Squish 6.0 Beta with fully integrated BDD support released

About two years after the release of Squish 5.0, we are proud and excited to make available a BETA of Squish 6.0 to you.

The main new features of this release are fully integrated support for Behavior Driven Development and Testing (BDD) as well as major improvements to Squish’s reporting capabilities.

You can read the full announcement at http://www.froglogic.com/news-events/index.php?id=squish-6.0.0-beta-released.html.

A quick video introduction to Squish 6.0 and BDD can be found at http://youtube.com/embed/62Vrnb21hio?vq=hd1080&autoplay=1&rel=0&showinfo=0&autohide=1.

We will also host a live webinar showcasing what’s new in Squish 6.0 shortly. You find details about this in the above announcement.

We are looking forward to your feedback which we happily accept at squish@froglogic.com.

Squish tip of the week: Bring window to foreground

When working with multiple applications, or multiple windows in a single application, you can tell Squish to bring the desired window to the foreground before working with the window.

This applies to many different technologies or toolkits.

For example, when working with NSWindow on Mac OS X (Cocoa), given the name or title of the window, you can do the following:

def main():
    startApplication(...)
    ...

    objName = "{title='MyApp Window #1' type='NSWindow'}"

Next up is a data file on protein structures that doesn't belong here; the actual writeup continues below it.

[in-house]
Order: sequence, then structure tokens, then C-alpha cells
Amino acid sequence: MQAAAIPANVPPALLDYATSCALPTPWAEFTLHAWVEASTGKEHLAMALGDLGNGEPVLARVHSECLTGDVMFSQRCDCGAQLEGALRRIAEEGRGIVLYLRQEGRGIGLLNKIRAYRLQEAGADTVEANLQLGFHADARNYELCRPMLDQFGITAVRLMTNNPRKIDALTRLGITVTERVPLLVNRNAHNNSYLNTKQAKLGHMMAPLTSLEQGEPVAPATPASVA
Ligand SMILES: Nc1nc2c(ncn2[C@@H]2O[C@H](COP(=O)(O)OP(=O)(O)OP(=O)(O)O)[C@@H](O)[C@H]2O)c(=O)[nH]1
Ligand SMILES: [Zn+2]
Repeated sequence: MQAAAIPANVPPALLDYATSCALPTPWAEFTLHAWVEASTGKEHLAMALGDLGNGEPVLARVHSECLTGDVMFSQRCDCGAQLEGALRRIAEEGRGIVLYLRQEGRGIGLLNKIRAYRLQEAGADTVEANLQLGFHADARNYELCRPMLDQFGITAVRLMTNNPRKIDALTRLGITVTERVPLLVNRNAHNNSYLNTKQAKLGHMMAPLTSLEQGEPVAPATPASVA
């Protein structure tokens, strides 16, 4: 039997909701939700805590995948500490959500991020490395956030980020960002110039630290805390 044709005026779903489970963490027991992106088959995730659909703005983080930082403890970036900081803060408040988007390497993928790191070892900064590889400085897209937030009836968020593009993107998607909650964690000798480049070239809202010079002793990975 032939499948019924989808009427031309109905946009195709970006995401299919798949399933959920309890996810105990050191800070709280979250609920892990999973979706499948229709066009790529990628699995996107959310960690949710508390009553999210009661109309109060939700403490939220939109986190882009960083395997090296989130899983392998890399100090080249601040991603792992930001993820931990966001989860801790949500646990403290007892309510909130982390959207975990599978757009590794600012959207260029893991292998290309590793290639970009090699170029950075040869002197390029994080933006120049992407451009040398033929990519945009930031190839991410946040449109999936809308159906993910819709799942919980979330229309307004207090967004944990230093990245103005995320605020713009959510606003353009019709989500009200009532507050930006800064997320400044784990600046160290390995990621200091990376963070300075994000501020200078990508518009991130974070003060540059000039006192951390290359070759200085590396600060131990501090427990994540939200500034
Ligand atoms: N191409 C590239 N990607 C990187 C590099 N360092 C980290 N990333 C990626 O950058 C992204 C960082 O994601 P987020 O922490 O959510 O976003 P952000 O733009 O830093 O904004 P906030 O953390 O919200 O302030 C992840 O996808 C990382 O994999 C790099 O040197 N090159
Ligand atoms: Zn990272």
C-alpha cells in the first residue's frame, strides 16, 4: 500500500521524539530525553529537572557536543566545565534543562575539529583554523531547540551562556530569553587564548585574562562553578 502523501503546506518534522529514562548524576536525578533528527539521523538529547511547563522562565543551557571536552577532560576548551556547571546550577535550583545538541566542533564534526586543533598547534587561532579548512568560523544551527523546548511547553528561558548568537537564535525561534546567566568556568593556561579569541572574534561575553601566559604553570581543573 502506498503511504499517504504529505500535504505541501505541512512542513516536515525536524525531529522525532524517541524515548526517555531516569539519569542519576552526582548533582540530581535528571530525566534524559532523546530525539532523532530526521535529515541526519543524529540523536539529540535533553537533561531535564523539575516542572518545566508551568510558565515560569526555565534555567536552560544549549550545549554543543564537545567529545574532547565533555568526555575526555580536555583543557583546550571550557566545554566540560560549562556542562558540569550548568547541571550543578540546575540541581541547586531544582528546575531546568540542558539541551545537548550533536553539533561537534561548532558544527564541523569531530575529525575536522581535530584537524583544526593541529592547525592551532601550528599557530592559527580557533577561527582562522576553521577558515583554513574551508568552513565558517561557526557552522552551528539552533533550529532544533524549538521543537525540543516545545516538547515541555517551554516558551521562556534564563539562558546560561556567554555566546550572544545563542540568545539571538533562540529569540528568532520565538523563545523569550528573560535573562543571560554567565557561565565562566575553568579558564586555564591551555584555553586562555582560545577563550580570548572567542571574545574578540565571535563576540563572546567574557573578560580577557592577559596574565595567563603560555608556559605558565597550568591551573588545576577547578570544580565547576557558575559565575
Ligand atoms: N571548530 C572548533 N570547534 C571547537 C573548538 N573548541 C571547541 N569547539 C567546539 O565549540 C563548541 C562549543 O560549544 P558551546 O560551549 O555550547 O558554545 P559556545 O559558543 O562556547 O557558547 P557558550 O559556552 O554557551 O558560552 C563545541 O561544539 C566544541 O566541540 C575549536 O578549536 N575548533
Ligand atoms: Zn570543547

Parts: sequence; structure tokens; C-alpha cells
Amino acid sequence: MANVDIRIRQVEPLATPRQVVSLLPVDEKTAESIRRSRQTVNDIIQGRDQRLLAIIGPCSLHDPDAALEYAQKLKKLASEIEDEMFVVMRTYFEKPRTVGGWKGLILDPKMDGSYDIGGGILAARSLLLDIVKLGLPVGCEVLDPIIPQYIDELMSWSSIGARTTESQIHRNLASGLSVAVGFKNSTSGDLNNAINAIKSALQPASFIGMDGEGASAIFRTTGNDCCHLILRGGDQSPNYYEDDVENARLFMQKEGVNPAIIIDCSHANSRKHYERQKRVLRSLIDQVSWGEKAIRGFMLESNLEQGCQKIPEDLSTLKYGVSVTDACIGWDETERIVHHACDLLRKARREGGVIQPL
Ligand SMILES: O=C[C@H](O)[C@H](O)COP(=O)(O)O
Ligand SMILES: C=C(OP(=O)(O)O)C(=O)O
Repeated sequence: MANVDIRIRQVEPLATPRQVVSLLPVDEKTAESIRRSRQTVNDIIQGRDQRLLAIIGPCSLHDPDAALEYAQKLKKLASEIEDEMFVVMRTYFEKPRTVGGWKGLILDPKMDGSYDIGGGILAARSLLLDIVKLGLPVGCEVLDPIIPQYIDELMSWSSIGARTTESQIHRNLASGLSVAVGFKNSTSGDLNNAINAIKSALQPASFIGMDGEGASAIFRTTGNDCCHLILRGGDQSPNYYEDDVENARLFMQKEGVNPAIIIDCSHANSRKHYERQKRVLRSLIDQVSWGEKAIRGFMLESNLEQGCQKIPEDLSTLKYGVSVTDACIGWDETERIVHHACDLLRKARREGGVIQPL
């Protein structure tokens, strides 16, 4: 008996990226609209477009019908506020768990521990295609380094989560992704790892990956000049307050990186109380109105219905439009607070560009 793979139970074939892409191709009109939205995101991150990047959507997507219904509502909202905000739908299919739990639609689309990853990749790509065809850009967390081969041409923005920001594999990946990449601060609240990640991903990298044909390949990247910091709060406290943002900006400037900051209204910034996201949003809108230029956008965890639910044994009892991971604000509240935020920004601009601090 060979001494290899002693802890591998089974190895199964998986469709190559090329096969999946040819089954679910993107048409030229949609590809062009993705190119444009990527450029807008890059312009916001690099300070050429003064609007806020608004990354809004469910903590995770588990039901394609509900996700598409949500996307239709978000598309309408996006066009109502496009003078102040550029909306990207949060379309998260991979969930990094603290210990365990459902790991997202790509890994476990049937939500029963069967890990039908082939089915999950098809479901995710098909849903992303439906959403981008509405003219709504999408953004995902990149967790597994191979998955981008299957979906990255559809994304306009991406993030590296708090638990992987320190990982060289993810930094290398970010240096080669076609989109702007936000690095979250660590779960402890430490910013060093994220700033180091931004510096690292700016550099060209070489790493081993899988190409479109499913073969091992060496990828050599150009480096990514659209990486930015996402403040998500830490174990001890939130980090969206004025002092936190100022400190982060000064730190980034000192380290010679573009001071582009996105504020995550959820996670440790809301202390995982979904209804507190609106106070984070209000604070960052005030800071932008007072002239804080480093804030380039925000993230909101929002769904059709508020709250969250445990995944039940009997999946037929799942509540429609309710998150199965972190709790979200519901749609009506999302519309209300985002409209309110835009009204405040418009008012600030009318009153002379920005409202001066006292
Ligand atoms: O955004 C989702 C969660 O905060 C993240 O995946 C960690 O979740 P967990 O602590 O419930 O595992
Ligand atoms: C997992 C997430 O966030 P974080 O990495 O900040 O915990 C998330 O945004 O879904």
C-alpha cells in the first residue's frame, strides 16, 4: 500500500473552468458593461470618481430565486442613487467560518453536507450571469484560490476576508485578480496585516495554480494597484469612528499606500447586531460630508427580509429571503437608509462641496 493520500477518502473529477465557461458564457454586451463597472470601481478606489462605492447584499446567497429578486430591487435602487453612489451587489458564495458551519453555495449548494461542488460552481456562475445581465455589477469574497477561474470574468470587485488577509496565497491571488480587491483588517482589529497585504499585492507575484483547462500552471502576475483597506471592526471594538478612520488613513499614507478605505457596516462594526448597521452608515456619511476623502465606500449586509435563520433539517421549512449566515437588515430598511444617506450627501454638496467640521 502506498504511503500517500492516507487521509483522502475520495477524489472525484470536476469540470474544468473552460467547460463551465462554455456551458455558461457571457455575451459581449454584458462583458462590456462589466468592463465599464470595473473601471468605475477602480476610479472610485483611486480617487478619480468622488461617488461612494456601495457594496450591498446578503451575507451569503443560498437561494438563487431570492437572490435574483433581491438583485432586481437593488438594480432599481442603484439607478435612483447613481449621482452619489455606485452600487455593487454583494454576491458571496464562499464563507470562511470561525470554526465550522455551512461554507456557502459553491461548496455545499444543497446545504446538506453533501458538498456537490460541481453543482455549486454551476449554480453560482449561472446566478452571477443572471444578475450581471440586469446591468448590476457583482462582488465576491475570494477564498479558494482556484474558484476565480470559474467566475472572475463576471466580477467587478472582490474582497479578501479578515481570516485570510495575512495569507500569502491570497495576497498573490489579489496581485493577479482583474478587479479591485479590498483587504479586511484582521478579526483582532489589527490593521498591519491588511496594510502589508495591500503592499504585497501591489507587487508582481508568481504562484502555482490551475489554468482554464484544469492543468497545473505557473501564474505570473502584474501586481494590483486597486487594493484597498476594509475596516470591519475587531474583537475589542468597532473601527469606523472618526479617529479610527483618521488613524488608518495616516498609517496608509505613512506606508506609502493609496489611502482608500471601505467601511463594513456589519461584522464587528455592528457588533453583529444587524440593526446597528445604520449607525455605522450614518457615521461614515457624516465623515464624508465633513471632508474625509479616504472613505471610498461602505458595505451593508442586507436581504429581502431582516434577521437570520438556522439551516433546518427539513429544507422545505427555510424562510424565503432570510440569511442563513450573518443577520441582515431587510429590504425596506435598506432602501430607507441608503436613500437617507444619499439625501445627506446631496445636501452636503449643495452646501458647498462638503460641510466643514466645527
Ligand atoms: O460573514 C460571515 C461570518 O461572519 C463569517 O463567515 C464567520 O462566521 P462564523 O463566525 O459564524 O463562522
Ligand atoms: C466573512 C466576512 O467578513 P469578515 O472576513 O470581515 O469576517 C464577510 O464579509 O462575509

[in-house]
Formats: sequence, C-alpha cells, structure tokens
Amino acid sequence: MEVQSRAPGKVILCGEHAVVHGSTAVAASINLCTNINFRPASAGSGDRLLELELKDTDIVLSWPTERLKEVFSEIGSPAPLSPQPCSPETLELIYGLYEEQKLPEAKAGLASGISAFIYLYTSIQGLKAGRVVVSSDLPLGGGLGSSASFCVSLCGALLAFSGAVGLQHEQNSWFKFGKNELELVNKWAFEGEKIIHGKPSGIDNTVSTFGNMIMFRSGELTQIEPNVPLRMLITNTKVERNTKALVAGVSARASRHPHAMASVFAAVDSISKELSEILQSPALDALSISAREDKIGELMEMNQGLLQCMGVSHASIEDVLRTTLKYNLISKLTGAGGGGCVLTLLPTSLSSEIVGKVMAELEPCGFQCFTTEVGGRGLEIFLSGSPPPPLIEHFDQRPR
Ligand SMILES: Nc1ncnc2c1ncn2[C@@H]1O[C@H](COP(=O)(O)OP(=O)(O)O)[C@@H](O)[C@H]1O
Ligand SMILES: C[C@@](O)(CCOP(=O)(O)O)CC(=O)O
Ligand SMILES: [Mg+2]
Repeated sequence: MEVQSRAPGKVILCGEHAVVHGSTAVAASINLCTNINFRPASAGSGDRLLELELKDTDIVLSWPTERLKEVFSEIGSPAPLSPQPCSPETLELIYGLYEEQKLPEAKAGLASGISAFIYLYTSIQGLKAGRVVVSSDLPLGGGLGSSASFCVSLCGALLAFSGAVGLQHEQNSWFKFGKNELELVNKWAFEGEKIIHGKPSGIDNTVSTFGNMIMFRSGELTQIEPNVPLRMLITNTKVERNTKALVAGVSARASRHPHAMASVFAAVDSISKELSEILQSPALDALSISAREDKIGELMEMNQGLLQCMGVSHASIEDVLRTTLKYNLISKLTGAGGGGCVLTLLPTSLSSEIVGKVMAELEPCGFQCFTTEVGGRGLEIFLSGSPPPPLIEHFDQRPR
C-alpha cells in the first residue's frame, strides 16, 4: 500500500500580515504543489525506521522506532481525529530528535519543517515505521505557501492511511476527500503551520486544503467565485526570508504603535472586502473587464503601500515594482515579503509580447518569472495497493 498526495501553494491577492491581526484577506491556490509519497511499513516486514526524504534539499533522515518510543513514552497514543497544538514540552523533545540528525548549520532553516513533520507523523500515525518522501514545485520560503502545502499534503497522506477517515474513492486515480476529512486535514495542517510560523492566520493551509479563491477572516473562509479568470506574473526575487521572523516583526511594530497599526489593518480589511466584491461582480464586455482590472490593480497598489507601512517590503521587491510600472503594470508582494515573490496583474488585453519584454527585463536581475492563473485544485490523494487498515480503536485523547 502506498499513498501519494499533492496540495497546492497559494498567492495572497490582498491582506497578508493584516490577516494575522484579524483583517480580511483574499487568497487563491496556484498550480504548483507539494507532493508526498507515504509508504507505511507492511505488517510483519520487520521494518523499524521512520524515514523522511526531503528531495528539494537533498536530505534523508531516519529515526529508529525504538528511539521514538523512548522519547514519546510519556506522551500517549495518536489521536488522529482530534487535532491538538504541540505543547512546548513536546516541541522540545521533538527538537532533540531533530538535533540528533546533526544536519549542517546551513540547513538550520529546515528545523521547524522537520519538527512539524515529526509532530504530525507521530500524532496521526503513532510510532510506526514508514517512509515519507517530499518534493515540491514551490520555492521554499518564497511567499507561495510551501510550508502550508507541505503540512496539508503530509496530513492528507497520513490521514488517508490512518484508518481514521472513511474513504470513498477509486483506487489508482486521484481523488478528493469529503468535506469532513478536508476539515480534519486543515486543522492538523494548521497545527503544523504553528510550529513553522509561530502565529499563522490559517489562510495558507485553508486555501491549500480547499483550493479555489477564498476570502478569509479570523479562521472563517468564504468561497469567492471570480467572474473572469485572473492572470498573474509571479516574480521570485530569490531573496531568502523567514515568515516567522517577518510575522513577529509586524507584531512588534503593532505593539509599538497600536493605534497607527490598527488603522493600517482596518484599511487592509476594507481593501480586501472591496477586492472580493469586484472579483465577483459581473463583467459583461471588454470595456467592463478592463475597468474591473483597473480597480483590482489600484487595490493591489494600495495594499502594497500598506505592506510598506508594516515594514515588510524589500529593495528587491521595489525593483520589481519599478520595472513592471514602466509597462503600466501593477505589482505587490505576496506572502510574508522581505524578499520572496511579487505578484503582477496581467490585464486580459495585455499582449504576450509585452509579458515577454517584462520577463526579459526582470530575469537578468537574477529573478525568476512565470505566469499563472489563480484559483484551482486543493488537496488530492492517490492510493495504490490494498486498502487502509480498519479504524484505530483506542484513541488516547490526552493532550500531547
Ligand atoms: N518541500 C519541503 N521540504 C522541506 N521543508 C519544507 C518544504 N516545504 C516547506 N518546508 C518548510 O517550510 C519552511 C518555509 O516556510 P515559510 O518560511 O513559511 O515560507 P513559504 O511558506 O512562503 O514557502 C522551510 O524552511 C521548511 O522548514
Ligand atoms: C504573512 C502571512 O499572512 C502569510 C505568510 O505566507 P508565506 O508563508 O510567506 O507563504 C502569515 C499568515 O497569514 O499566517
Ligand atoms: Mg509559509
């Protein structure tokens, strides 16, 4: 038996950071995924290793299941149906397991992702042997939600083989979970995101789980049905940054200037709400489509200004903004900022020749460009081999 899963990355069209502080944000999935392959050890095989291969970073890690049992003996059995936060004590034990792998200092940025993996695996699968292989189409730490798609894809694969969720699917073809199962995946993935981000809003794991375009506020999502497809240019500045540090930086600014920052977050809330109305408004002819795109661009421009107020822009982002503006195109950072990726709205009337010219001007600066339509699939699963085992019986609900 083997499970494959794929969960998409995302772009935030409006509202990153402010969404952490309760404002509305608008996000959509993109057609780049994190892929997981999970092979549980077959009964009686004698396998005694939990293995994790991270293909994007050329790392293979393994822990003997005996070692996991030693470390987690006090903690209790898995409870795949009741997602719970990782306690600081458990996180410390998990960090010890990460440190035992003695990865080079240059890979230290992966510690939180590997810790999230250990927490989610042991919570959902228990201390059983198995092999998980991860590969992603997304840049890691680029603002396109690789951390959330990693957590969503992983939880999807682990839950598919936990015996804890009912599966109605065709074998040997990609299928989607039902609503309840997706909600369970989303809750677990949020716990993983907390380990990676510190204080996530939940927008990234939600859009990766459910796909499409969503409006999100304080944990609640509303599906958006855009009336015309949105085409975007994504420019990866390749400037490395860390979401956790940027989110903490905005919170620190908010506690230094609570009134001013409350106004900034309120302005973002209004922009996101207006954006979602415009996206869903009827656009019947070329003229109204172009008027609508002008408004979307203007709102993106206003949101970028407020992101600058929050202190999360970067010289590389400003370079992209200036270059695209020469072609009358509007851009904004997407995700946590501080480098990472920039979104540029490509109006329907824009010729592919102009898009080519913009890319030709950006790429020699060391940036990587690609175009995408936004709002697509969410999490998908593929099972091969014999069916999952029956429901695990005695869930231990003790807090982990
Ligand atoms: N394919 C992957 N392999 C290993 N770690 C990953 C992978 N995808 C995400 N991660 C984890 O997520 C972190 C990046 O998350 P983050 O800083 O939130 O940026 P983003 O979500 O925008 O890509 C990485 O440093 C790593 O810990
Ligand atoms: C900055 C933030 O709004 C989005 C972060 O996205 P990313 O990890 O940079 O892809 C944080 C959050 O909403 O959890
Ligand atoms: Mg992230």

waitFor("object.exists(\"%s\")" % objName, 20000)
    nsw = findObject(objName)
    nsw.makeKeyAndOrderFront_(nsw)

Read more about this Mac OS X Cocoa example, or other examples in the following Knowledgebase articles:

Remember; we’re always adding to our knowledgebase and other online resources to provide you with the most current and helpful information!

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Squish tip of the week: How to find answers to your Squish questions

There’s a wealth of Squish & Automated GUI Testing information at your finger tips. Sometimes the key is simply knowing where to look!

Visit our Squish Resources page

Squish tip of the week: Automate Business Rule Validation



Applications often have a set of business rules; rules that govern how an application should react based on a given set of input or actions. Or as Wikipedia defines it:

A business rule is a rule that defines or constrains some aspect of business and always resolves to either true or false. Full definition


Validate your application’s business rules using data-driven tests

Take a simple set of steps, perhaps even a Snippet of a Test Case, let’s say lines 7 – 10 in the following example:

def main():
    startApplication("AddressBookSwing.jar")
    activateItem(waitForObjectItem(":Address Book_JMenuBar", "File"))
    activateItem(waitForObjectItem(":File_JMenu", "New..."))
    activateItem(waitForObjectItem(":Address Book - Unnamed_JMenuBar", "Edit"))
    activateItem(waitForObjectItem(":Edit_JMenu", "Add..."))
    type(waitForObject(":Address Book - Add.Forename:_JTextField"), "sam")
    type(waitForObject(":Address Book - Add.Surname:_JTextField"), "smith")
    type(waitForObject(":Address Book - Add.Email:_JTextField"), "sam@smith.com")